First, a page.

Once the scanning rules are out of the way, the rest of the language's syntax is extremely simple. Here's a context free grammar:

The starting symbol is LIST. Intuitively, a list is a sequence of one or more expressions. An expression is either an atom (in the sense of the previous section) or a list enclosed in parentheses.

The children of the root of the parse tree correspond to the expressions that the user types on the input line. Otherwise, the structure of the parse tree represents the nesting of the parentheses in each expression. For example, the input line (+ x 14) is parsed into this five-node tree:

|   |   |
+   x   14

The input line ((fun (x) (* x x)) 3) (set y 4) is parsed into this 15-node tree:

             |      |
    |        |       |   |   |
BRANCHNODE   3      set  y   4
 |   |   |
     |    |   |   |
     x    *   x   x

The interpreter.py file already contains a TreeNode class, which implements a simple tree data structure. Each node can have arbitrarily many children, and can also store an arbitrary Python object as its data "payload". All of the leaf nodes in the parse tree have strings as their data; these strings are exactly the atoms from the token list. The branch nodes' data objects are ignored by the rest of the interpreter, so you may store whatever you like in them.

Your second job is to write the parser parseTree, based on the stub in interpreter.py. This parsing function takes as input a list of strings — the token list produced by tokenList. If the token list does not conform to the grammar, then the parser prints an informative syntax error message and returns None. If the token list conforms to the grammar, then the parser outputs a TreeNode representing the root of the parse tree.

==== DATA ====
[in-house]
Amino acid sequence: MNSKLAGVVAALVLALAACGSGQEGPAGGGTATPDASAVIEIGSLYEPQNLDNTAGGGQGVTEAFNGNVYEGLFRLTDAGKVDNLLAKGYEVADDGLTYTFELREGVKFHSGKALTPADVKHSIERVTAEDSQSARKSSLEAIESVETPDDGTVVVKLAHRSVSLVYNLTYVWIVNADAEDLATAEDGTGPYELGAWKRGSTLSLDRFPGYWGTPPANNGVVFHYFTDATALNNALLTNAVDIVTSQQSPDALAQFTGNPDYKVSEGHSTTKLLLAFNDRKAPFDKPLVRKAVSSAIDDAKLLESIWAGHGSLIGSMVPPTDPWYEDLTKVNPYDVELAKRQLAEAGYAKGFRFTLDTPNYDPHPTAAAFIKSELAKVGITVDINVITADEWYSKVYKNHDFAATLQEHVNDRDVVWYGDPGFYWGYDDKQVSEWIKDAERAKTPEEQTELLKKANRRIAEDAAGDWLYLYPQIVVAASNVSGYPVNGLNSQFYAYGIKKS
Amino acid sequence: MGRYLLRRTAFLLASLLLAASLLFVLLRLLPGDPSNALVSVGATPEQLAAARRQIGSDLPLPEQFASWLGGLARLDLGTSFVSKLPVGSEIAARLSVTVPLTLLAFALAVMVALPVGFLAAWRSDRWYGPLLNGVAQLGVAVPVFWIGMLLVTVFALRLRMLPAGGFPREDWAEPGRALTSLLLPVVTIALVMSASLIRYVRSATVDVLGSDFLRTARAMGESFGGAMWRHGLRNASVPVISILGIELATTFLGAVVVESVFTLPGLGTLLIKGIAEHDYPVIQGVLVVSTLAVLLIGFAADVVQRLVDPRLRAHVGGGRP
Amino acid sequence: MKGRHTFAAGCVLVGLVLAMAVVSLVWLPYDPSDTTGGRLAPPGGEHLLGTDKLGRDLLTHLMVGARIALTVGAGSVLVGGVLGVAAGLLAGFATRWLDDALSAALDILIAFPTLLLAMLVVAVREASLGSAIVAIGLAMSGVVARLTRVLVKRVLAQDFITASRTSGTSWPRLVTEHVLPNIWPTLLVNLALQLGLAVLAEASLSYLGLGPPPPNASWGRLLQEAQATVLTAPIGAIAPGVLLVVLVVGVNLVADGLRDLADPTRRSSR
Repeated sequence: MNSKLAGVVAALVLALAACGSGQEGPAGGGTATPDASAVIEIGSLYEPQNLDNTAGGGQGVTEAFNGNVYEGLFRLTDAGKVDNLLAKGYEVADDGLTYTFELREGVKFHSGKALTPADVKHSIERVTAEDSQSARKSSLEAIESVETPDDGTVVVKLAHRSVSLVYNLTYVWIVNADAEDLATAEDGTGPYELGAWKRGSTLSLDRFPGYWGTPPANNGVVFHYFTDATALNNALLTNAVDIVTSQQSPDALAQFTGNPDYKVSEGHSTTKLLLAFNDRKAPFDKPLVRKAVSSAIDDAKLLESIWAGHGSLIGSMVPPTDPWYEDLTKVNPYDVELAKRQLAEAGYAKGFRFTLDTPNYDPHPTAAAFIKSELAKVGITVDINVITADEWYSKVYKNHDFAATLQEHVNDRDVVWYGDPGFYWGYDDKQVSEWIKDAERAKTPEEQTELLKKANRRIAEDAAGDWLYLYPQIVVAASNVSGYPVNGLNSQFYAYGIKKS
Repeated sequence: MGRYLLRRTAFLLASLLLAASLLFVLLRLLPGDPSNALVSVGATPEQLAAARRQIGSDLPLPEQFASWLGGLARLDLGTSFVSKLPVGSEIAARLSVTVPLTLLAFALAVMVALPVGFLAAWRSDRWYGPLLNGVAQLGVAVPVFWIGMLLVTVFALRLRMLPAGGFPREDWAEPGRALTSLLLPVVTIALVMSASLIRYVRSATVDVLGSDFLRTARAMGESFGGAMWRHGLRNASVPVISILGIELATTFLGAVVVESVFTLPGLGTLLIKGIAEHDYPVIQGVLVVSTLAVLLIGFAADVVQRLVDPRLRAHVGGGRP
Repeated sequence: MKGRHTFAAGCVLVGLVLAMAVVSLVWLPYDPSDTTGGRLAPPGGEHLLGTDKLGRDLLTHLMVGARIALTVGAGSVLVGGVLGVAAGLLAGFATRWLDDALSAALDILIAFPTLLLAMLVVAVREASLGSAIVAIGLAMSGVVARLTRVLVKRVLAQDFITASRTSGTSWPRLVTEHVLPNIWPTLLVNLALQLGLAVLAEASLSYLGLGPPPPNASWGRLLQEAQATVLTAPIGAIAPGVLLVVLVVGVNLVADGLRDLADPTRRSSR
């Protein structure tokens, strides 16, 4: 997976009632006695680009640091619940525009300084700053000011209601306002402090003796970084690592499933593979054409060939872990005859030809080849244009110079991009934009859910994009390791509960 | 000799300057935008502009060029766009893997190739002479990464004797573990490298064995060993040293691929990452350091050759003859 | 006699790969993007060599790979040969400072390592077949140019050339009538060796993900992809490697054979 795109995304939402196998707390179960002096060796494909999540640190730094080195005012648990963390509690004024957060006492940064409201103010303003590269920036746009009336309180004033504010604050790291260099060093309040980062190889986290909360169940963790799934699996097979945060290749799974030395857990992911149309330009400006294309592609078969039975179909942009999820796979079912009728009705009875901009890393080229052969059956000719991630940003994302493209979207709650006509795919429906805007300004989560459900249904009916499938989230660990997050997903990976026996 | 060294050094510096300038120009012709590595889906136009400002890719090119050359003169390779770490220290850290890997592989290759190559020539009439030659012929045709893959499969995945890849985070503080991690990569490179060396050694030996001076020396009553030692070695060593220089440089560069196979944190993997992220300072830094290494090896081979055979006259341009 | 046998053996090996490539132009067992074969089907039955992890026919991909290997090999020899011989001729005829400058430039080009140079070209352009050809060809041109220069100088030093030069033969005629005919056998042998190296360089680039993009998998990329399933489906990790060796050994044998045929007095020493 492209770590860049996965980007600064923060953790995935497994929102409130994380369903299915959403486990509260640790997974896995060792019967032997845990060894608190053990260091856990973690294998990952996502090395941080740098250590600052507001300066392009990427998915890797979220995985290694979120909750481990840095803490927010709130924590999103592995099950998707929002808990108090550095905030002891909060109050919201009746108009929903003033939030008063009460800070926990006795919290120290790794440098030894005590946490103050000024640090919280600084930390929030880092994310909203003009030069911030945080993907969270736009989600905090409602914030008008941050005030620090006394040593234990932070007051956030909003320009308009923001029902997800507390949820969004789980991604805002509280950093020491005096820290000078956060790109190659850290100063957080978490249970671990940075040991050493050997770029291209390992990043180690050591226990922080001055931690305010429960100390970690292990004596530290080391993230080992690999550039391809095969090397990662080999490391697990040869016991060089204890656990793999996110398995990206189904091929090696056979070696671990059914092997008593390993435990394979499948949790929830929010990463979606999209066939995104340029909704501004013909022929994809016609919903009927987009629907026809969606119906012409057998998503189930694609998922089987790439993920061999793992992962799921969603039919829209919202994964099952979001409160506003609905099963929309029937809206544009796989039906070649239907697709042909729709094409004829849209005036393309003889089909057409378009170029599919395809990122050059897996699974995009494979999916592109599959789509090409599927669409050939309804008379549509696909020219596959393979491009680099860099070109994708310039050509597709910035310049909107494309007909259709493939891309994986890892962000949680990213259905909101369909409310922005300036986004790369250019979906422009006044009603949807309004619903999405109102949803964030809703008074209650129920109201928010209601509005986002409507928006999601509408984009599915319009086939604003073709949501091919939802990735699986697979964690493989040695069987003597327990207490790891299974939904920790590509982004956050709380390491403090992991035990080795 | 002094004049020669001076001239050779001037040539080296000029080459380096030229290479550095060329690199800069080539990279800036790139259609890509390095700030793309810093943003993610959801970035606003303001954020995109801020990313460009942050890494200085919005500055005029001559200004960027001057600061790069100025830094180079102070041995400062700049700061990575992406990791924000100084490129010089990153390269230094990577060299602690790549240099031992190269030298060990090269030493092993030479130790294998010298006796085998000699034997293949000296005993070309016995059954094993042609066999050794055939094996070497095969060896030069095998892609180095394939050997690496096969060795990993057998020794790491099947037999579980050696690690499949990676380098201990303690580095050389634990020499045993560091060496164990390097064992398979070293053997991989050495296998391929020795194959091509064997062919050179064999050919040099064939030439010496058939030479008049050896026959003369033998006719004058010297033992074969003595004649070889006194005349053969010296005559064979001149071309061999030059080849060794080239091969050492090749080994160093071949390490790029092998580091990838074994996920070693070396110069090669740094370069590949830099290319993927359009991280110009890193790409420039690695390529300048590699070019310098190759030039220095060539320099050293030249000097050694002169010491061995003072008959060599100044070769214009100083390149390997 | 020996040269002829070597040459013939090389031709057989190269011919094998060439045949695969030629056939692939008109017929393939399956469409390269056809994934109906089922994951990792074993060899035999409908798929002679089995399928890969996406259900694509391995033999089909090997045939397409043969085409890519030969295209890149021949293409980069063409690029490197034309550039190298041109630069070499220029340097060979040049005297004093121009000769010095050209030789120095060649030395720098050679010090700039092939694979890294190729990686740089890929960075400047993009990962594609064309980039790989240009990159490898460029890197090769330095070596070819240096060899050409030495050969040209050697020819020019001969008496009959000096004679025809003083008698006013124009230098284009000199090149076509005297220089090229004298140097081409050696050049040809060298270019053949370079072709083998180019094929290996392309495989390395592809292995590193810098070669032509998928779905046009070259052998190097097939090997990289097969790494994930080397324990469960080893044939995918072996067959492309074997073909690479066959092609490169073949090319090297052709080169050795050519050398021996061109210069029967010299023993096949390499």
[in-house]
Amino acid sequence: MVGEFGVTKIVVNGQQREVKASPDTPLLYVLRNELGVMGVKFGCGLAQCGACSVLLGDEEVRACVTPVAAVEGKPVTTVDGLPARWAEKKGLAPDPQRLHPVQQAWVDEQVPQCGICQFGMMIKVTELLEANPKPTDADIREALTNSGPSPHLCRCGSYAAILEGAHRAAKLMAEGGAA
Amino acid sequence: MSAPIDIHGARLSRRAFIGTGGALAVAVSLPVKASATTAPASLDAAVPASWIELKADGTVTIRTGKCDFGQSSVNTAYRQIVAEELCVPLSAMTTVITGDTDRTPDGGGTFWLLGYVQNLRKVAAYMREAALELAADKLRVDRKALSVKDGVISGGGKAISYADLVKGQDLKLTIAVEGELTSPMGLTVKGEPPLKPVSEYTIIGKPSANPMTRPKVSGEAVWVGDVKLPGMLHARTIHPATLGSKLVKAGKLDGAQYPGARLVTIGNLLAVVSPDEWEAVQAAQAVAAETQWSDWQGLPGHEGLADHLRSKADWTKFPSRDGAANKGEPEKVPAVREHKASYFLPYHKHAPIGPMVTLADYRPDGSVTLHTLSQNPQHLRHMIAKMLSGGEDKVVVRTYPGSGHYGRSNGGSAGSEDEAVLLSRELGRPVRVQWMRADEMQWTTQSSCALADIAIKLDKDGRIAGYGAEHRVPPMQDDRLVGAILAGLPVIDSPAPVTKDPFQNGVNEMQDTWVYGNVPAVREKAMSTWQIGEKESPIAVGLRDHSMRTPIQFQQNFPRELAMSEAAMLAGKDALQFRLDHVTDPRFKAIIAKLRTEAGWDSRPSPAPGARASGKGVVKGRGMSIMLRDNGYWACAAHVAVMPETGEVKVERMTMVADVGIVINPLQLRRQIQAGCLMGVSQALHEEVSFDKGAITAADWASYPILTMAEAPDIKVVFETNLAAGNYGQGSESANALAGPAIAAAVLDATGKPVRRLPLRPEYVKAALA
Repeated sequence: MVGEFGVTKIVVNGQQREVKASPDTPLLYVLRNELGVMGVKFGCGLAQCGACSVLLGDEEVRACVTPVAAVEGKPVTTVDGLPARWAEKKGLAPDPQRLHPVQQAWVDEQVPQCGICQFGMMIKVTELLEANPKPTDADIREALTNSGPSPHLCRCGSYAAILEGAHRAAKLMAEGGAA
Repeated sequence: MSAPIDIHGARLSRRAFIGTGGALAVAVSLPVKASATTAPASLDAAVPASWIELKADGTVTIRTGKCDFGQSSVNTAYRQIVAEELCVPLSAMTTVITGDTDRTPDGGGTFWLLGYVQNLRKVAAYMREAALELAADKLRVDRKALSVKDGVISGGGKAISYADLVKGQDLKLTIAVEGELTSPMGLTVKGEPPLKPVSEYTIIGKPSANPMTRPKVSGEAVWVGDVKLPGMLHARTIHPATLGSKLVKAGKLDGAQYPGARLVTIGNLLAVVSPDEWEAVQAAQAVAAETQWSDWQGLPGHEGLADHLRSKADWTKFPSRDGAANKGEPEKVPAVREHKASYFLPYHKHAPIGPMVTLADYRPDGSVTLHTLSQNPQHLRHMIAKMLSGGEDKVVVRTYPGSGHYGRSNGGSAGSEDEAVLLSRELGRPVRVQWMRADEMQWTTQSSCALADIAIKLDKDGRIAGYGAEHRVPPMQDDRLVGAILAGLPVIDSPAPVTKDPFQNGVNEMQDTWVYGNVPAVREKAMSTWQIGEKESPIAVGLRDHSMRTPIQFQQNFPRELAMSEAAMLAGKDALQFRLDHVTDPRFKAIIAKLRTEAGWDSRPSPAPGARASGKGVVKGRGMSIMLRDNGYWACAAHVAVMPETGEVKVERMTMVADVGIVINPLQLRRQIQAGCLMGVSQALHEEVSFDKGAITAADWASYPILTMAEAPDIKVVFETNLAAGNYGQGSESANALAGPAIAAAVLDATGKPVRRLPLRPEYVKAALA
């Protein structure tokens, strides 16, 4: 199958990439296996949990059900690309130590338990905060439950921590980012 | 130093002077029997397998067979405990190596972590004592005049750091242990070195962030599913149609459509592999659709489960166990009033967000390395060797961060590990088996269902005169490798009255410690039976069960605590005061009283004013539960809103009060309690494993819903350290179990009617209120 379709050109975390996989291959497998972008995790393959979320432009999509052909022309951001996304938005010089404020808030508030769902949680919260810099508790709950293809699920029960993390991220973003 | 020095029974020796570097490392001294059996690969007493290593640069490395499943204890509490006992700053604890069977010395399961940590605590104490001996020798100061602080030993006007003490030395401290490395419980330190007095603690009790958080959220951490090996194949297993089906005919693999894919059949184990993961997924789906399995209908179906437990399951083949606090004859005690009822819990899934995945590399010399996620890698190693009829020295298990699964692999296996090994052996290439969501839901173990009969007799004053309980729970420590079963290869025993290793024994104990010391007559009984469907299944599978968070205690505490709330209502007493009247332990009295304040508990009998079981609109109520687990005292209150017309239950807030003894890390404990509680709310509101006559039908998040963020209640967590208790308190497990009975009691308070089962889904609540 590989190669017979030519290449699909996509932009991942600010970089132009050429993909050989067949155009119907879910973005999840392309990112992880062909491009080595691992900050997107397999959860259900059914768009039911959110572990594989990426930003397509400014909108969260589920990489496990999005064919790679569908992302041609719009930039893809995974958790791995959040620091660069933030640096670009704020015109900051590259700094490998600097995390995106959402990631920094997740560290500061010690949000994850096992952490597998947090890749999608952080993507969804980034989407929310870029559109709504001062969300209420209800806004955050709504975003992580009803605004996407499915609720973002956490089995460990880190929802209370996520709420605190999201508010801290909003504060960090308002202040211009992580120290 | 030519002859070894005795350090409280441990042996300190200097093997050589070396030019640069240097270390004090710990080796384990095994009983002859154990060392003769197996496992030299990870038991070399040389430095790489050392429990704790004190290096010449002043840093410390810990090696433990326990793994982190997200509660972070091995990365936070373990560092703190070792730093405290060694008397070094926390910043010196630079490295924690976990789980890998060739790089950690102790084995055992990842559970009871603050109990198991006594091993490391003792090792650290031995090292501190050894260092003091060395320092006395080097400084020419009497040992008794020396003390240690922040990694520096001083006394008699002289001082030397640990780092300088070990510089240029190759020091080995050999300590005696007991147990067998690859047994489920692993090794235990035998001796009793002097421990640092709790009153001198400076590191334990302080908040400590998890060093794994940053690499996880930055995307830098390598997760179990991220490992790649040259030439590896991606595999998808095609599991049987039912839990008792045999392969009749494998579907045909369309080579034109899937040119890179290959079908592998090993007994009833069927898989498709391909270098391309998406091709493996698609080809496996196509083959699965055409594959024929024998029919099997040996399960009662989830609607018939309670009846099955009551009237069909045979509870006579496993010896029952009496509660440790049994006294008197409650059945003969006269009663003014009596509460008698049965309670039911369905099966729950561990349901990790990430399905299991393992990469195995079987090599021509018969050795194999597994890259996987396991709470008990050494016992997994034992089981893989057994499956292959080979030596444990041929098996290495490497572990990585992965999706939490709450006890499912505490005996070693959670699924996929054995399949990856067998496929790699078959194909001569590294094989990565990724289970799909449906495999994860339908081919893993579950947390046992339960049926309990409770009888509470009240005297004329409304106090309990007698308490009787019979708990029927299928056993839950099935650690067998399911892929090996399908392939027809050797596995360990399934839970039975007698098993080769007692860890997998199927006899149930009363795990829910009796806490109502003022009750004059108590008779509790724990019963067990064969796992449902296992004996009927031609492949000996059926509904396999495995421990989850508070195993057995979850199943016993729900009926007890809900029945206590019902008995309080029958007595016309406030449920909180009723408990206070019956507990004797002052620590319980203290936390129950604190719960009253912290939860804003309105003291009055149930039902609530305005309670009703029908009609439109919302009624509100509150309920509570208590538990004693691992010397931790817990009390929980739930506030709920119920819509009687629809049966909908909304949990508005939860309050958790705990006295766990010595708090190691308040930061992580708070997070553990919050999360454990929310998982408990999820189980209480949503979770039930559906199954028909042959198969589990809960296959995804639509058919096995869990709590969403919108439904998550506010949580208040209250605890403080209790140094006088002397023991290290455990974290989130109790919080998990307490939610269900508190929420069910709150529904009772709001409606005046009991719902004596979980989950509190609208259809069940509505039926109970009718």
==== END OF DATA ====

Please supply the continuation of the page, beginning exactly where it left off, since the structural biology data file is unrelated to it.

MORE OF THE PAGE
The parser does not need to know or check any details of the semantics of the language, such as how many arguments a given function or keyword takes. That check is performed later, by the evaluator. My solution to parseTree is 31 lines of code, most of which handle syntax errors. My solution uses iteration on a stack. If you prefer, you can use recursion, which is equivalent to iteration on a stack by our Day 06 homework.


I've already written the evaluator, so you don't need to know anything about the semantics of the language. However, knowing what the language is supposed to do may help you debug.

When an atom is evaluated, we first ask the underlying Python interpreter whether that atom can be interpreted as a floating-point number. If so, then that number is the atom's value. If not, then the atom is inferred to be a variable. When a variable is evaluated, its value is looked up in the environment (the set of variables and their assignments).

When a compound expression (LIST) is evaluated, we require the head of the list to evaluate to a keyword or function. We require the remaining expressions in the list to evaluate to the correct number of values to be passed to that keyword or function. The language comes with built-in + and * functions, and there are two keywords:

In the following code snippet, is the result of the final statement 7.0 or 9.0? The answer depends on exactly how values are stored in and retrieved from the environment. This is the subtle issue of scope. Let's not get into it.

:> (set x 3)
:> (set f (fun (y) (+ x y)))
(fun (y) (+ x y))
:> (f 4)
:> (set x 5)
:> (f 4)

Test and Submit

Once you complete tokenList and parseTree, test the interpreter thoroughly. In particular, it should work on all of the example code given above. (Let me know if you find errors or bad behavior. I already know that there should be several more error checks in the evaluator. That is not your problem.) Submit your work electronically, by mounting the COURSES file server and dropping your edited interpreter.py file in your CS 254 handin folder.